Instead of groundbreaking reforms, an “intelligent way of muddling through” might be the answer, argues the Dean of Research and Faculty.
Due to long wait times for appointments, outdated working processes and a lack of digitisation, calls for reforming Berlin’s public administration have been around for a long time. While the Berlin Senate and business associations have demanded a fundamental structural reform, Hertie School Professor of Public Administration and Public Policy Kai Wegrich and Martin Lodge, Professor of Political Science and Public Policy at the London School of Economics, advise against it in a Tagesspiegel op-ed from 18 January.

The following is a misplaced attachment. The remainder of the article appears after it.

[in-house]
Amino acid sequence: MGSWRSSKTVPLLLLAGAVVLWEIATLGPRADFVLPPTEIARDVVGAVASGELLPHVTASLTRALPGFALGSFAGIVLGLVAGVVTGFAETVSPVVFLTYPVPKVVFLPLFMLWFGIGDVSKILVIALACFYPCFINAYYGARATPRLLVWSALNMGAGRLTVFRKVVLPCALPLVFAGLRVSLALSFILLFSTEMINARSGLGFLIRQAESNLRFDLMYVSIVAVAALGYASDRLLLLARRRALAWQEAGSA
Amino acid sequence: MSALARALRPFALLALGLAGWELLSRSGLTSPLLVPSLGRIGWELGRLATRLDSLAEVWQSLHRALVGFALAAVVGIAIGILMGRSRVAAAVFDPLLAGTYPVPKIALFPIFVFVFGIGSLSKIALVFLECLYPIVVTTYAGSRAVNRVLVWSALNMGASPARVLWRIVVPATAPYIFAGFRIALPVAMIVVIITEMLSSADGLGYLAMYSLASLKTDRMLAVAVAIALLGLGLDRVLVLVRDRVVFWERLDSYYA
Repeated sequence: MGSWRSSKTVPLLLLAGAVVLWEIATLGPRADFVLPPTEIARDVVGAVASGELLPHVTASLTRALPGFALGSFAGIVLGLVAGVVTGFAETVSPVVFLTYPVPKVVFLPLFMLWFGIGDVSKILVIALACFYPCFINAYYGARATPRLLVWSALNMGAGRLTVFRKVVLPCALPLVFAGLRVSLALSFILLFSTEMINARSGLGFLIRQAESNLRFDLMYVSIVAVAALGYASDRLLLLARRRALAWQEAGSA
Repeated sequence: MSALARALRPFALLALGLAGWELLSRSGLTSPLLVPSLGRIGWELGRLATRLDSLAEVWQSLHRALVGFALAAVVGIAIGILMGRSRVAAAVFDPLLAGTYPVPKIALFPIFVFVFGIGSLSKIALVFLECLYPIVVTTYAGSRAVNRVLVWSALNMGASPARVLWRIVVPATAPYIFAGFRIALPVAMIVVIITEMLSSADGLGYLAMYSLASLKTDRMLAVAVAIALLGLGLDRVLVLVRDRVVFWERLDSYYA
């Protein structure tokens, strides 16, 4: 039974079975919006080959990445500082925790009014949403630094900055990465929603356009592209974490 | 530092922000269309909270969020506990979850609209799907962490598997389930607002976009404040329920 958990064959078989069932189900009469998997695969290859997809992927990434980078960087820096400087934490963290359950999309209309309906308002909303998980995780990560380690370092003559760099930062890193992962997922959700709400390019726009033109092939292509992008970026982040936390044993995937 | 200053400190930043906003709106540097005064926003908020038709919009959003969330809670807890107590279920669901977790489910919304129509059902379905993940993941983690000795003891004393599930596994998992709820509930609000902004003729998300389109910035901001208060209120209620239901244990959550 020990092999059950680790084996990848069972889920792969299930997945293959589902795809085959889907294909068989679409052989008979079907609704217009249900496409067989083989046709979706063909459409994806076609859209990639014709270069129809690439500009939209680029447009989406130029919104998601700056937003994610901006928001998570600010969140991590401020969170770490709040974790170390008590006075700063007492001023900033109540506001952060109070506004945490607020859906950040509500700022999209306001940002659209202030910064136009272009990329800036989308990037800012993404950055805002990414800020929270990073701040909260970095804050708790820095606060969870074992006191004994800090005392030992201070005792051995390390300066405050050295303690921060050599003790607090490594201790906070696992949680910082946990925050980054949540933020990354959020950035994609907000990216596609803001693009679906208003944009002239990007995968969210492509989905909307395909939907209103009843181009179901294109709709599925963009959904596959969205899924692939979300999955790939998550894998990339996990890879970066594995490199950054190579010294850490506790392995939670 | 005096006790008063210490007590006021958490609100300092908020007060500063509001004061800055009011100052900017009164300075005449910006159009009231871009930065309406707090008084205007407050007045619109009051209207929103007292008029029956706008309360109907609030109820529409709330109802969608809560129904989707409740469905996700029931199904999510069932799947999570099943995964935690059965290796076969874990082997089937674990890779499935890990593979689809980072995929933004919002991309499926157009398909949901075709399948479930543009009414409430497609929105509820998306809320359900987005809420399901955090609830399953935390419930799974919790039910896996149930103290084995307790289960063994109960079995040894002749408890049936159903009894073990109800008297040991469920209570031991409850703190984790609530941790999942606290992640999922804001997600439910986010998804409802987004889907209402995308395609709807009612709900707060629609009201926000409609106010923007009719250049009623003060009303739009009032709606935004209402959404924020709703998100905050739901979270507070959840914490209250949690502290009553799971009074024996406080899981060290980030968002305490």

Instead of big sweeping reforms, they argue for an “intelligent way of muddling through”, or “the strategic and continuous adaptation of measures and solutions in a trial-and-error process”. According to the public administration experts, this process needs to be based on two things: analysing stocktaking and putting Berliners at the centre of administrative processes.
Based on previous reforms at the national and international level, attempts at groundbreaking reform were unsuccessful, generally prone to mistakes, and beneficial more to consultancies than to citizens, write Wegrich and Lodge.
The full article in Tagesspiegel is available (in German).
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